John Taverner: Missa Corona spinea

John Taverner: Missa Corona spinea
The Tallis Scholars, Peter Phillips
Gimell Records CDGIM046. 62’07

John Taverner:  Missa Corona spinea, Dum transisset Sabbatum I and II

It is very tempting, and indeed, very enjoyable, to let Renaissance vocal music just waft over you as a seemingly amorphous wave of music, ebbing and flowing like the tide. You can do this with this CD of Taverner’s extraordinary Missa Corona spinea, but from the very start you will realise that this is something very different. Just three notes in (after a rather curious 12 second pause at the start of the first track), the Treble line (sung by a pair of sopranos) soars up to a high B flat. From then on, this Treble line has very little chance to relax, and always seems to be attracted to this high note. This expansive vocal range is a feature of all the movements, and it grabs the attention. For example, in the Credo the Et expecto section starts with two bass lines before the treble enters two and a half octaves above them – the final cadence has a four octave span from top to bottom. The use of a double bass line is also unusual. And if you ever wondered what a Gimell was, there are two examples here, where the Trebles divide into two parts (track 7), later doing the same together another divided part (track 10) to form a double Gimell. This Mass was clearly intended for a special occasion and includes some remarkable features.

The Missa Corona spinea is the longest of all Taverner’s settings of the Mass, lasting about 48 minutes. We do not know why, or for whom or where, it was composed although, as Peter Phillips points out in his notes, it is a reasonable assumption that it was written for Cardinal Wolsey, a patron of Taverner, for a performance in his recently founded Cardinal (now Christ’s) College, Oxford, where Taverner was Master of the Choristers and the principal Organist. There is evidence that Henry VIII and Catherine of Aragon visited Wolsey’s College in 1527, so this might have been the moment for Wolsey to continue his rather unwise habit of displaying his wealth and prestige to a despotic and jealous King. Wolsey had a chapel choir far in the excess of the King’s, and clearly had an outstanding group of boy treble that he wanted to show off. The dedication to the Feast of the Crown of Thorns also raises questions. It is not one of the principal feasts of the church, and would be unlikely to have attracted such a sumptuous musical setting. Hugh Benham has suggested that it was written in honour of the Queen Catherine, a devotee of the cult of the Passion, which had the Crown of Thorns as its principal emblem.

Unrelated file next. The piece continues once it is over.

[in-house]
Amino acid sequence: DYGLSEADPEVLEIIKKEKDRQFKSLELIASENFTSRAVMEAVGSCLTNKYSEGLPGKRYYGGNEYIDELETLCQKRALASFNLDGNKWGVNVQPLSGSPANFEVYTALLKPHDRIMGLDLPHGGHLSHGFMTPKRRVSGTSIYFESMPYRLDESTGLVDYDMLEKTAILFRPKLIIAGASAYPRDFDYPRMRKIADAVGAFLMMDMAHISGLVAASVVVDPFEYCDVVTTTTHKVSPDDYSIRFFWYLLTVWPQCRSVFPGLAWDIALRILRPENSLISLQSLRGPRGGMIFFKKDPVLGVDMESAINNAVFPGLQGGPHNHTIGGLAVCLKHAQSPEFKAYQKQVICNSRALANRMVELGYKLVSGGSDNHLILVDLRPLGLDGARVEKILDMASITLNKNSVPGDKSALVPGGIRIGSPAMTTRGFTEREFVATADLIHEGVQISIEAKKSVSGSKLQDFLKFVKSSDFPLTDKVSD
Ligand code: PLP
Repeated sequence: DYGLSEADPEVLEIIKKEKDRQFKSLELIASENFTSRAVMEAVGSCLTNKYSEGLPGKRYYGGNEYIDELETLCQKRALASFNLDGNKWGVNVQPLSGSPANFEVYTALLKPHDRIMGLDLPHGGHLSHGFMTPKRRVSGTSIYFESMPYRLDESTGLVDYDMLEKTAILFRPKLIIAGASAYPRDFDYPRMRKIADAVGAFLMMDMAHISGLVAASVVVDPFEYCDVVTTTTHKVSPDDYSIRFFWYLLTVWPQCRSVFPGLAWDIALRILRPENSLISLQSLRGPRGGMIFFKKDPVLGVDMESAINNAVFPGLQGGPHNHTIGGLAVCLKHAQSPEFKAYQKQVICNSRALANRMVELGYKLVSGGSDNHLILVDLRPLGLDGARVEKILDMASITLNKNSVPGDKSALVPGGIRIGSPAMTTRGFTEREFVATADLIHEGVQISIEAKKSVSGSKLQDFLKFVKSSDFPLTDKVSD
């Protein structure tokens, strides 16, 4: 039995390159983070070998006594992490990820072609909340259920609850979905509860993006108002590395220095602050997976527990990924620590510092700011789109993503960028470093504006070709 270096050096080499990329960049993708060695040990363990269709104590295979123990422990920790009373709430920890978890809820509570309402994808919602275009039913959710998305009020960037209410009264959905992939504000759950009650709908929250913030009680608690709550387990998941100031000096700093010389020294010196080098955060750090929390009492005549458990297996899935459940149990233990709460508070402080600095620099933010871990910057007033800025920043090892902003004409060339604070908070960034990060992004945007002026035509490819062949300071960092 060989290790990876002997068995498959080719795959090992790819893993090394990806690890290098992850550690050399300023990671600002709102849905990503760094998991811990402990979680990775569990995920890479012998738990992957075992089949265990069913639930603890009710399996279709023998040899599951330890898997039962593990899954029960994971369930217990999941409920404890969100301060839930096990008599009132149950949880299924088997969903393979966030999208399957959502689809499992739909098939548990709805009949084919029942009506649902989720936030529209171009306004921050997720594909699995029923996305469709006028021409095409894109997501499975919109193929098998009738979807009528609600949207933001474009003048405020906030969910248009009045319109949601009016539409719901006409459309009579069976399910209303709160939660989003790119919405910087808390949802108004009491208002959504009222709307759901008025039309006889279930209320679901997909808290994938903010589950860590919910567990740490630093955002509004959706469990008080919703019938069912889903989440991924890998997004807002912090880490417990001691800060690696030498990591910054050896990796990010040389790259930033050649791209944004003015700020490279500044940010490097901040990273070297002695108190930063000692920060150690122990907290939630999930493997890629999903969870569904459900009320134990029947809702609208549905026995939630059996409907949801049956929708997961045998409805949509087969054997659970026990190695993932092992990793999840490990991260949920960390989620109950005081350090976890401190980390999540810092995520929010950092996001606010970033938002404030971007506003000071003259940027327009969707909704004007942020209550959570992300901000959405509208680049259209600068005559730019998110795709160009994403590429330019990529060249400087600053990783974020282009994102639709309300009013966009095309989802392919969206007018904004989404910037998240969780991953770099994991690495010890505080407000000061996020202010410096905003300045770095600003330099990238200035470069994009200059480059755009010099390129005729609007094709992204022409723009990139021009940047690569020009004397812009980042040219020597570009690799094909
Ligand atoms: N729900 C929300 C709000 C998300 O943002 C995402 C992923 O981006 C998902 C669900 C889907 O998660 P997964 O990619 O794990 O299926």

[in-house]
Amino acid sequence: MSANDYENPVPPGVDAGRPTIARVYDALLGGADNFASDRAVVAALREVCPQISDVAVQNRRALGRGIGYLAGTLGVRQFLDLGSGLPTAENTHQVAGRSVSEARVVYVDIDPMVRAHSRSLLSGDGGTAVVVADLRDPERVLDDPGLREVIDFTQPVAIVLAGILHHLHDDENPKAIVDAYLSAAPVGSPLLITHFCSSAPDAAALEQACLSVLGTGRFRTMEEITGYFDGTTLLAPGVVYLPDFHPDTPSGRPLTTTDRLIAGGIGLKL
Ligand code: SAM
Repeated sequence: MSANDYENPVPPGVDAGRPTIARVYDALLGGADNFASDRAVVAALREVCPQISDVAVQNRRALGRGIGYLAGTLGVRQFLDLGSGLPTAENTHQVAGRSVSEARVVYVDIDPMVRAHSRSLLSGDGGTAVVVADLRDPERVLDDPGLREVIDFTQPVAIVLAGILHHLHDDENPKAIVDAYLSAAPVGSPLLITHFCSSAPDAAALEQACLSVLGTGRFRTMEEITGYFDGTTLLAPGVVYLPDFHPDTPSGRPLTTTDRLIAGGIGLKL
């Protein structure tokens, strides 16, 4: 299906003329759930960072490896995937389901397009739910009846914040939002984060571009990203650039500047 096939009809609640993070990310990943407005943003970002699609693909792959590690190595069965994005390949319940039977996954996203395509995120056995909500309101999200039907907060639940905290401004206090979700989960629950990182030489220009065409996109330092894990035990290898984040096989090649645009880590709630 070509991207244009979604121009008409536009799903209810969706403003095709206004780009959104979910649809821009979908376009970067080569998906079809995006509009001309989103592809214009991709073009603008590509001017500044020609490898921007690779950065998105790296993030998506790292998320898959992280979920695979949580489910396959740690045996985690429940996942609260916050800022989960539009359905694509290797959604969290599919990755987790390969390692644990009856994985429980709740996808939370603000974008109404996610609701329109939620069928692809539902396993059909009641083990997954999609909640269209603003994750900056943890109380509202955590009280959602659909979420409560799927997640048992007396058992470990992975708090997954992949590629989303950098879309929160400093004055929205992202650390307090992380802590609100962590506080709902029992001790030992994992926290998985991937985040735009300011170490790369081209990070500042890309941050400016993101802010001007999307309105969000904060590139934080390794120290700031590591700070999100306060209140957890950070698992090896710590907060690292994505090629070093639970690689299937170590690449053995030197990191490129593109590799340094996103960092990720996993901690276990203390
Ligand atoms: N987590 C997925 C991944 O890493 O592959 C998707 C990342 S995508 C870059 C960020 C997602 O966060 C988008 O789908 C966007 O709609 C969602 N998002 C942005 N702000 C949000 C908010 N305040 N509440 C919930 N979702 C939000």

The Gimell Records website for the CD has a link to the score of the Mass, and the two settings of Dum transisset Sabbatum that complete the disc.—ii.aspx It is worth following the score, if only to see the way that Taverner uses the various vocal lines in combination. There are extensive passages for two or three voices which often overlap with sections for the full six-part chorus. The way that the Hosanna bursts in is one such example. The unidentified chant occurs ten times, one particularly dramatic occasion being at the start of the Sanctus (track 5) where the tenor chant, in very long notes, underpins a curiously anarchic soaring Treble line.

Peter Phillips takes his time to let Taverner’s complexities unfold in their own time. He encourages long phrases, resisting the occasional temptation to phrase the smaller motifs that sometimes feature. For the Mass, the choir is based on 13 voices (three in the Alto line, two each for the rest) which expand to 18 for the Gimell passages. As I have mentioned in recent concert reviews, The Tallis Scholars seem to be getting better and better – they sound magnificent on the recording. The high sopranos deserve special mention – Janet Coxwell, Amy Hawarth, joined in the Gimells by Emma Walsh. Although there is the occasional hint of a swoop up to their many top B flats, their intonation and tone is absolutely perfect – quite an achievement. The two concluding settings of Dum transisset Sabbatum are interesting examples of the way a composer can treat a chant in two different ways.

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